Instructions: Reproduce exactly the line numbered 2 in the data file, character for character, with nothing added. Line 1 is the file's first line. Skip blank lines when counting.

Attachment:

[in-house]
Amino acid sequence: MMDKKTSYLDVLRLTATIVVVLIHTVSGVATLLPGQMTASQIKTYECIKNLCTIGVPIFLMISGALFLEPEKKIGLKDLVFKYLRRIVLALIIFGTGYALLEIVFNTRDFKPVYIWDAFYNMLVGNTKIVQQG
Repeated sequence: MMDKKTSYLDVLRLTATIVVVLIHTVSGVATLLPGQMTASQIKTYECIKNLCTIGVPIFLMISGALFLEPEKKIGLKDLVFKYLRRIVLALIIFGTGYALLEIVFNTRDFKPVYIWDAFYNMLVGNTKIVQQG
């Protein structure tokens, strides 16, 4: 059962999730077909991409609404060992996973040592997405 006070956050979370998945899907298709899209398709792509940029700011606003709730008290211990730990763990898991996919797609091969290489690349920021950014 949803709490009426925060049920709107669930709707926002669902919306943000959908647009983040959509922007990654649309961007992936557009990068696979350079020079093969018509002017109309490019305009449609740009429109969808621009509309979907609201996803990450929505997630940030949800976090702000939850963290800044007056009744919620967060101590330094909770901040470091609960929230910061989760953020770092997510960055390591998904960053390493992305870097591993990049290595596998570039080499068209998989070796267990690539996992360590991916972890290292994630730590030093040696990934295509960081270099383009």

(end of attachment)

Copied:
Amino acid sequence: MMDKKTSYLDVLRLTATIVVVLIHTVSGVATLLPGQMTASQIKTYECIKNLCTIGVPIFLMISGALFLEPEKKIGLKDLVFKYLRRIVLALIIFGTGYALLEIVFNTRDFKPVYIWDAFYNMLVGNTKIVQQG